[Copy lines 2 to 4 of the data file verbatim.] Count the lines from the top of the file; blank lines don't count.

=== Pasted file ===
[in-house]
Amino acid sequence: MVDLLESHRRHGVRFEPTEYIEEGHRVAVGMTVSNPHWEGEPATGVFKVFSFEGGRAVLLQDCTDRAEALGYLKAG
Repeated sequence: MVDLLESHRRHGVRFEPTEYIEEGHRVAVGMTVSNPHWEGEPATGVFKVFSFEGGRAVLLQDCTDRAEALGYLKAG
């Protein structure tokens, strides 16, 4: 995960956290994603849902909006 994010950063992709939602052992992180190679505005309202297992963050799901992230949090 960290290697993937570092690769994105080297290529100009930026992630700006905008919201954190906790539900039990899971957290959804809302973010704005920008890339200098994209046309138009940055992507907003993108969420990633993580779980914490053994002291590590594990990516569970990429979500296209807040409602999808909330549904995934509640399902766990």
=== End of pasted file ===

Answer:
Amino acid sequence: MVDLLESHRRHGVRFEPTEYIEEGHRVAVGMTVSNPHWEGEPATGVFKVFSFEGGRAVLLQDCTDRAEALGYLKAG
Repeated sequence: MVDLLESHRRHGVRFEPTEYIEEGHRVAVGMTVSNPHWEGEPATGVFKVFSFEGGRAVLLQDCTDRAEALGYLKAG
């Protein structure tokens, strides 16, 4: 995960956290994603849902909006 994010950063992709939602052992992180190679505005309202297992963050799901992230949090 960290290697993937570092690769994105080297290529100009930026992630700006905008919201954190906790539900039990899971957290959804809302973010704005920008890339200098994209046309138009940055992507907003993108969420990633993580779980914490053994002291590590594990990516569970990429979500296209807040409602999808909330549904995934509640399902766990």